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8.555907 - SALAZAR: Complete Vespers of Our Lady
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Juan García de Salazar (1639-1710)
Complete Vespers of Our Lady

Juan García de Salazar was born in Tuesta, a village in the Basque province of Álava, in 1639. Known to have been working in Burgos Cathedral at the age of nineteen, he may have received his musical training at the collegiate church of Valpuesta. He was employed as maestro de capilla in Toro and El Burgo de Osma before taking on the same post at Zamora Cathedral and serving there until his death in 1710. He is one of Spain’s most significant composers of Baroque religious music; some of his works were still being performed in Spanish churches well into the nineteenth century. Most of his works are held in the cathedral archives in Zamora, although he remained in contact with the churches in El Burgo de Osma and Burgos, sending them copies of some of his compositions.

Under the title Complete Vespers for Our Lady the Zamora catalogue groups the polyphonic music Salazar wrote for three of the five psalms sung during that office (Psalms 109, Dixit Dominus, 121, Laetatus sum, and 147, Lauda Jerusalem) together with the Magnificat. It was usual at the time for these psalms to be set polyphonically but for the two remaining psalms (Psalms 112, Laudate pueri, and 126, Nisi Dominus) and the various antiphons, invitatories, responsories and prayers to be sung in plainchant. The music in a Vespers service was not however limited to these sung sections: the hymn Ave maris stella and motets whose texts related to the feast-day in question would often be included as well. Instrumental music was sometimes provided between vocal sections by the organist and any other musicians involved in the ceremony. It was also common practice for the organ to alternate with the singers in intoning the psalms so that some were sung in plainchant, while others were replaced by organ music, often improvised, although some composed pieces have survived.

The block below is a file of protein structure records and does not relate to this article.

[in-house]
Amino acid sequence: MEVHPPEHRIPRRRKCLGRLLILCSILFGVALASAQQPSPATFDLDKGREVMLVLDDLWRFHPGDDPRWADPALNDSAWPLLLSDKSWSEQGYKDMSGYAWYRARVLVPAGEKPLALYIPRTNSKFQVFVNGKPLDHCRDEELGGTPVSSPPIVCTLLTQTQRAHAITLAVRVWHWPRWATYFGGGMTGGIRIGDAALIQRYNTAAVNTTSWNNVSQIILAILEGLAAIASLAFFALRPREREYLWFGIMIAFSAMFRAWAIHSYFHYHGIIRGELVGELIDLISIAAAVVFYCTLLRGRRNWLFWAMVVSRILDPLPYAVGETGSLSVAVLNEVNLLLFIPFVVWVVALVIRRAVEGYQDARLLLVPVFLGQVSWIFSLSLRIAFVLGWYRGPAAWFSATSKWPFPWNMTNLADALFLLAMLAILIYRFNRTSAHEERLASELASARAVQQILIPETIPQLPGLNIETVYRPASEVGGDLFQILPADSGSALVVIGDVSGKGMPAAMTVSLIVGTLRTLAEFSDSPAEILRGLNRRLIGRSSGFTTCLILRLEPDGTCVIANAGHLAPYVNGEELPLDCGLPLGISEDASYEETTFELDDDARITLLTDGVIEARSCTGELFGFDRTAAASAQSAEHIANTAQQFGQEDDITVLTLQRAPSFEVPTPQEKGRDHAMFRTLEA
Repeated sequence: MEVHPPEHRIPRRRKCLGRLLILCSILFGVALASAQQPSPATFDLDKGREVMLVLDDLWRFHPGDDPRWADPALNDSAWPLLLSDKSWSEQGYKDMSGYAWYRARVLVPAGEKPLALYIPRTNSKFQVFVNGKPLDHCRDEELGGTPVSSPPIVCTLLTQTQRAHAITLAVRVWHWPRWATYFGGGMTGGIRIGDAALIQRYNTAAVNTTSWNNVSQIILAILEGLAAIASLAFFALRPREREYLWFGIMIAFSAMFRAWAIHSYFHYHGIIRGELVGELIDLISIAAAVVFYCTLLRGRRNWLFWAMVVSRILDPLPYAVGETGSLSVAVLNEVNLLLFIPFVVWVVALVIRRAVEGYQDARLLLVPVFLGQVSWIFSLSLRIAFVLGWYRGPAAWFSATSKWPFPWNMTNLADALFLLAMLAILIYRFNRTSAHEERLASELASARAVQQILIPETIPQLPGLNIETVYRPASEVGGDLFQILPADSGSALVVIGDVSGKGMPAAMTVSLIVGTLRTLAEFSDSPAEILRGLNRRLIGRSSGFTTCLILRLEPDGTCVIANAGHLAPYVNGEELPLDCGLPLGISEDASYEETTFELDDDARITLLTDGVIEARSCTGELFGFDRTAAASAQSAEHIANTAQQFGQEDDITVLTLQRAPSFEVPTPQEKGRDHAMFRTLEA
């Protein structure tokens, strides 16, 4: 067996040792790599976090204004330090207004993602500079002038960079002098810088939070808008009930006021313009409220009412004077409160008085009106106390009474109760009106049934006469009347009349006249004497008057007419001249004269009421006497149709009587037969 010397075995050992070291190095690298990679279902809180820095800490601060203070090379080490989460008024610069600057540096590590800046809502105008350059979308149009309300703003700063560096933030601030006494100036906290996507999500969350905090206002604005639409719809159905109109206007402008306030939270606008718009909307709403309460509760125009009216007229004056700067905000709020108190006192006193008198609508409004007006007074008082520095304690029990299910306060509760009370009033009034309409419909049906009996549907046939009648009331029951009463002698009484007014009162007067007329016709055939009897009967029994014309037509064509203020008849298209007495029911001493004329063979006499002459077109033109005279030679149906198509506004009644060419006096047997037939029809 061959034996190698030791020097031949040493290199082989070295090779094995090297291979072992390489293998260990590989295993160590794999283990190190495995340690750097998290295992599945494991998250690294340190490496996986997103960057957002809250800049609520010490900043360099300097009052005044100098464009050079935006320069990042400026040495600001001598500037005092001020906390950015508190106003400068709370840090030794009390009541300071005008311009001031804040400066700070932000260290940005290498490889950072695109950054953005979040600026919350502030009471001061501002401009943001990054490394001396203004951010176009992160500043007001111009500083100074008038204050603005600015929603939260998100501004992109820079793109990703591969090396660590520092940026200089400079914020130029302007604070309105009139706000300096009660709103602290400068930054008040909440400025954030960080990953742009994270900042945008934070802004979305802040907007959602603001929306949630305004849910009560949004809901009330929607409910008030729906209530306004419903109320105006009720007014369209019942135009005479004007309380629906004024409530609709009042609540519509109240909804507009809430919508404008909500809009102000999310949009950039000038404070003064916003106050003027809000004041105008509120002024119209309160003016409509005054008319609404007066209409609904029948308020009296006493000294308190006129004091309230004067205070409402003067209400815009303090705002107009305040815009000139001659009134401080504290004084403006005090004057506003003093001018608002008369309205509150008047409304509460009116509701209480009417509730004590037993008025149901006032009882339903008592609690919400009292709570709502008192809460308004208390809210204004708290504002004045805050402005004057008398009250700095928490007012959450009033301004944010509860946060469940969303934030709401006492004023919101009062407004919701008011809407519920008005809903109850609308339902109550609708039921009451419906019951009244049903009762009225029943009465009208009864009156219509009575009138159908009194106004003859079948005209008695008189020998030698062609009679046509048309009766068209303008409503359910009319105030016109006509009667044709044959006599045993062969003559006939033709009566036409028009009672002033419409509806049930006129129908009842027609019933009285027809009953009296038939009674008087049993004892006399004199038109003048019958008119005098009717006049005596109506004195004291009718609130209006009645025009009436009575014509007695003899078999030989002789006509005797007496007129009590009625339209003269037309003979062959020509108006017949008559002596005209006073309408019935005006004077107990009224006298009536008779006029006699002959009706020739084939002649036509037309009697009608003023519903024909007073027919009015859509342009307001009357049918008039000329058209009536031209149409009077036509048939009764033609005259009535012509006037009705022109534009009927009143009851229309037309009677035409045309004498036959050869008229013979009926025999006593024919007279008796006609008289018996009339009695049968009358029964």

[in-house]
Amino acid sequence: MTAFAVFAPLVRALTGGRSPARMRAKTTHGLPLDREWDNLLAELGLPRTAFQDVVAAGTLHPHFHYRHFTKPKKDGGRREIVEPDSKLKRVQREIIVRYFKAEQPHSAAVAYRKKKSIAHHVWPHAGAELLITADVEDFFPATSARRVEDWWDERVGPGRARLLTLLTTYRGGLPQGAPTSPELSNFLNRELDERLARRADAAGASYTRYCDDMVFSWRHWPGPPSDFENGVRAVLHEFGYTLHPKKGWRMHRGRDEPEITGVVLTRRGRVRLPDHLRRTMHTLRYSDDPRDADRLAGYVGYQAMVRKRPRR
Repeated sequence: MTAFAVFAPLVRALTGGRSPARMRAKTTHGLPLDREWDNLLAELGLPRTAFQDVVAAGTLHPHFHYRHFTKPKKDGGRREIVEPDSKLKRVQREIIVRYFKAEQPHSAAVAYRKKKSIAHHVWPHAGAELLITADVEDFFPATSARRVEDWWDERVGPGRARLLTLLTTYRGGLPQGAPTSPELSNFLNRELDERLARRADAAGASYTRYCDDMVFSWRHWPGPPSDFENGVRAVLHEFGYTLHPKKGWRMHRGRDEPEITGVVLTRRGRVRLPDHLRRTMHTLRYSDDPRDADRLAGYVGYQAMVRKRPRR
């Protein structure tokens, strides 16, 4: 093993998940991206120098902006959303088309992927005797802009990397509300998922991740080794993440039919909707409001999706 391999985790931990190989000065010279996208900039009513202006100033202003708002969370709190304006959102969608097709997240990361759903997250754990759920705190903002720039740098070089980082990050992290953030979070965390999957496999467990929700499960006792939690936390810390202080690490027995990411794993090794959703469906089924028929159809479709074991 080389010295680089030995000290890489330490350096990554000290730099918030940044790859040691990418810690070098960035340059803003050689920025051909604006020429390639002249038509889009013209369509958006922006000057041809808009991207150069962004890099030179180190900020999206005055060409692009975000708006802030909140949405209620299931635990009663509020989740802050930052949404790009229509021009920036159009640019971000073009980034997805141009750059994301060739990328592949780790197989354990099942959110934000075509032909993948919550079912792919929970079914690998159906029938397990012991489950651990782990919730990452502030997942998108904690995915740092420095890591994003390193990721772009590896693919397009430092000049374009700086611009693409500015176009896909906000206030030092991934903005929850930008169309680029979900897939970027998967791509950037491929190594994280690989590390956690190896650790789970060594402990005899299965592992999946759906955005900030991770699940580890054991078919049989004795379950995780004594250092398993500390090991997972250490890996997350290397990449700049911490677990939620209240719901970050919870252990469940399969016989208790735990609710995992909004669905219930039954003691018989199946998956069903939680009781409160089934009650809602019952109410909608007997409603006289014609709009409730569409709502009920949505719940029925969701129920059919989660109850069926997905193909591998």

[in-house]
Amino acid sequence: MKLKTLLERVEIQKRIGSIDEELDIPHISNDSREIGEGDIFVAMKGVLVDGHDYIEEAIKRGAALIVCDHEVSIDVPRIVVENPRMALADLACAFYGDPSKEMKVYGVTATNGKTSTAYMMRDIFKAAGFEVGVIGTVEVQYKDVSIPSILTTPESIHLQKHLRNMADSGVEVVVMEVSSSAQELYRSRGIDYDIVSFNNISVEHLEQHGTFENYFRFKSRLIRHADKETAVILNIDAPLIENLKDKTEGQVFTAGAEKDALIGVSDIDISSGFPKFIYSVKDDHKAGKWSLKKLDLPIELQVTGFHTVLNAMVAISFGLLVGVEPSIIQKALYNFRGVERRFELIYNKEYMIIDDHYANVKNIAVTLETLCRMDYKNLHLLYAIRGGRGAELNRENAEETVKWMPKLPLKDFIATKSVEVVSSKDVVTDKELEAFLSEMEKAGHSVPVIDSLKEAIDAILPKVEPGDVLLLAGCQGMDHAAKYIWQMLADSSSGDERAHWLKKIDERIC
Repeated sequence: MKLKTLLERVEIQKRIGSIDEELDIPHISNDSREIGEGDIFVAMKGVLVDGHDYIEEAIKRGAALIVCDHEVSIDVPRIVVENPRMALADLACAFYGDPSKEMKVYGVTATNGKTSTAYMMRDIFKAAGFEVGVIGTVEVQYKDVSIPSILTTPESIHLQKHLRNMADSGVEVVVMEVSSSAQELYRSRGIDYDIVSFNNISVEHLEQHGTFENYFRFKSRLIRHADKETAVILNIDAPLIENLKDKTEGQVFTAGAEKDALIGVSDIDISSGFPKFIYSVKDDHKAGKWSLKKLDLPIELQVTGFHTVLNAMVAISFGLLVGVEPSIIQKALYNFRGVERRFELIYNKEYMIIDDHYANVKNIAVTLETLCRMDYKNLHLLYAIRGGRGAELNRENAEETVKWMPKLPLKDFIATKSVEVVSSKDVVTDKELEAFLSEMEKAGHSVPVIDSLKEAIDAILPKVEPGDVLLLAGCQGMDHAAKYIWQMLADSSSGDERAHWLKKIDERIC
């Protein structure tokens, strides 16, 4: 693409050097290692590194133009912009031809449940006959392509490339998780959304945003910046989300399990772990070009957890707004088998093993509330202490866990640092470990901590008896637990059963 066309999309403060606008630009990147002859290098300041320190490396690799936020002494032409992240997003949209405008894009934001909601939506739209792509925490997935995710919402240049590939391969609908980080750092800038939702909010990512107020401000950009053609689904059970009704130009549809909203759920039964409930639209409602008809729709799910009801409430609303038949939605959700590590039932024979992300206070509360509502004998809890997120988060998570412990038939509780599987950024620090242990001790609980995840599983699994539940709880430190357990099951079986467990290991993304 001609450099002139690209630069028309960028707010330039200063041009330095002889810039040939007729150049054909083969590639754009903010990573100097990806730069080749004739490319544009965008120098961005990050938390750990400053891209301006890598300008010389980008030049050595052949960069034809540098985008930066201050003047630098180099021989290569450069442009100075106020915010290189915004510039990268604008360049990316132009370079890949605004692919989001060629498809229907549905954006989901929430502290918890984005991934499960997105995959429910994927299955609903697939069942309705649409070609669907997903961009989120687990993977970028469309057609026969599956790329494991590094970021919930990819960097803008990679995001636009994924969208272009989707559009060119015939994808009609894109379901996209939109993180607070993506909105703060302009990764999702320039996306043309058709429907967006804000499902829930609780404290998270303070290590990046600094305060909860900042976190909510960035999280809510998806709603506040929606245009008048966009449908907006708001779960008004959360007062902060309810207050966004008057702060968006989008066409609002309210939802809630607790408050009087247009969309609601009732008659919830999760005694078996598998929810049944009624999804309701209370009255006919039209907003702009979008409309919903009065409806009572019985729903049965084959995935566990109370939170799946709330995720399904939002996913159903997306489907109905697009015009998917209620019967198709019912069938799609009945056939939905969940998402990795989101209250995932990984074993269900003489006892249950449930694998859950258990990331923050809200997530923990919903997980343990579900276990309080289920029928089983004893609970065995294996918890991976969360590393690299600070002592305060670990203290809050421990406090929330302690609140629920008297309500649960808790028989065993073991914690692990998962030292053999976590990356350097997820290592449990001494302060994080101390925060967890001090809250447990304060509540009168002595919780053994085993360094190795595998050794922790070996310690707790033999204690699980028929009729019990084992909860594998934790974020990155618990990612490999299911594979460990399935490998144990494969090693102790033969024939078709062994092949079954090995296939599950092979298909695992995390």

These are the guidelines we have used to establish a coherent musical programme for a Vespers service, without attempting an exact liturgical reconstruction. Our aim in shaping this programme was to use appropriate material; as far as music by García de Salazar himself is concerned therefore, our first concern was to select works setting Marian texts and, where possible, forming part of the Vespers office; secondly, we looked for pieces written for more than four voices as the psalms and Magnificat are composed for eight.

Although a reasonable number of García de Salazar’s works are extant, the catalogue does not provide enough material for the full service. There are no instrumental works for example, and none written in Castilian other than two Salves [a form of antiphon] and one tono humano [a secular song]. We therefore decided to transcribe some of his motets for instrumental performance. Then we looked to works by his contemporaries working in more or less the same region of Spain — the organ verses are by Martín García de Olagüe (fl. seventeenth/eighteenth century), probably from Navarre, while the Batalla, also for the organ, is by the Aragonese José Ximénez (Saragossa, 1601–72), who was the organist at Saragossa Cathedral during García de Salazar’s years in Zamora.

It only remains to say that the plainchant included in these Vespers is taken from a choirbook dated 1692 and originally used in the Franciscan convent of Vitoria-Gasteiz (Álava). The convent was demolished some time ago and the book is currently held in the city’s San Vicente parish church.

Manuel Sagastume Arregi

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